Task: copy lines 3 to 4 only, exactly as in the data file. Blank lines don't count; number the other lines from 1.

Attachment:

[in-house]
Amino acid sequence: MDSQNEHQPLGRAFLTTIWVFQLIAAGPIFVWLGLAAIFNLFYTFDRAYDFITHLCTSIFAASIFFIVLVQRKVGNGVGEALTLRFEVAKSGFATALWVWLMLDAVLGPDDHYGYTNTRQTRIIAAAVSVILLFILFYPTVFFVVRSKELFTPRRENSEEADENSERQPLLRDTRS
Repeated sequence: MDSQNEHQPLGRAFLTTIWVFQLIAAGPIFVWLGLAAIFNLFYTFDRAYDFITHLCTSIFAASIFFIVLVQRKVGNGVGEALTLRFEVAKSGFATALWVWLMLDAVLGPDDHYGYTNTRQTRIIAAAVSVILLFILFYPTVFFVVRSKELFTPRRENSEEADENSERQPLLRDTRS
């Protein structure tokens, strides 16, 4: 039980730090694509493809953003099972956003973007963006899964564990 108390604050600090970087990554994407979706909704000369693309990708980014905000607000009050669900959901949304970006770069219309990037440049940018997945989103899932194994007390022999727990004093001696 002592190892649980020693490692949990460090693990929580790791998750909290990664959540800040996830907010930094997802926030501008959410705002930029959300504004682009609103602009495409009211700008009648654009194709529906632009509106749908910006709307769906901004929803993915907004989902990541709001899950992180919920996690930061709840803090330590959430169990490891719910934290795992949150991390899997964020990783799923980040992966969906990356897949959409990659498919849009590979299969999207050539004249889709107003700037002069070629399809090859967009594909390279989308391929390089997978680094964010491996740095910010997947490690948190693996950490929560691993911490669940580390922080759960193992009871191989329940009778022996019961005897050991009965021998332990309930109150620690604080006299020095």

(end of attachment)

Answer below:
Repeated sequence: MDSQNEHQPLGRAFLTTIWVFQLIAAGPIFVWLGLAAIFNLFYTFDRAYDFITHLCTSIFAASIFFIVLVQRKVGNGVGEALTLRFEVAKSGFATALWVWLMLDAVLGPDDHYGYTNTRQTRIIAAAVSVILLFILFYPTVFFVVRSKELFTPRRENSEEADENSERQPLLRDTRS
């Protein structure tokens, strides 16, 4: 039980730090694509493809953003099972956003973007963006899964564990 108390604050600090970087990554994407979706909704000369693309990708980014905000607000009050669900959901949304970006770069219309990037440049940018997945989103899932194994007390022999727990004093001696 002592190892649980020693490692949990460090693990929580790791998750909290990664959540800040996830907010930094997802926030501008959410705002930029959300504004682009609103602009495409009211700008009648654009194709529906632009509106749908910006709307769906901004929803993915907004989902990541709001899950992180919920996690930061709840803090330590959430169990490891719910934290795992949150991390899997964020990783799923980040992966969906990356897949959409990659498919849009590979299969999207050539004249889709107003700037002069070629399809090859967009594909390279989308391929390089997978680094964010491996740095910010997947490690948190693996950490929560691993911490669940580390922080759960193992009871191989329940009778022996019961005897050991009965021998332990309930109150620690604080006299020095």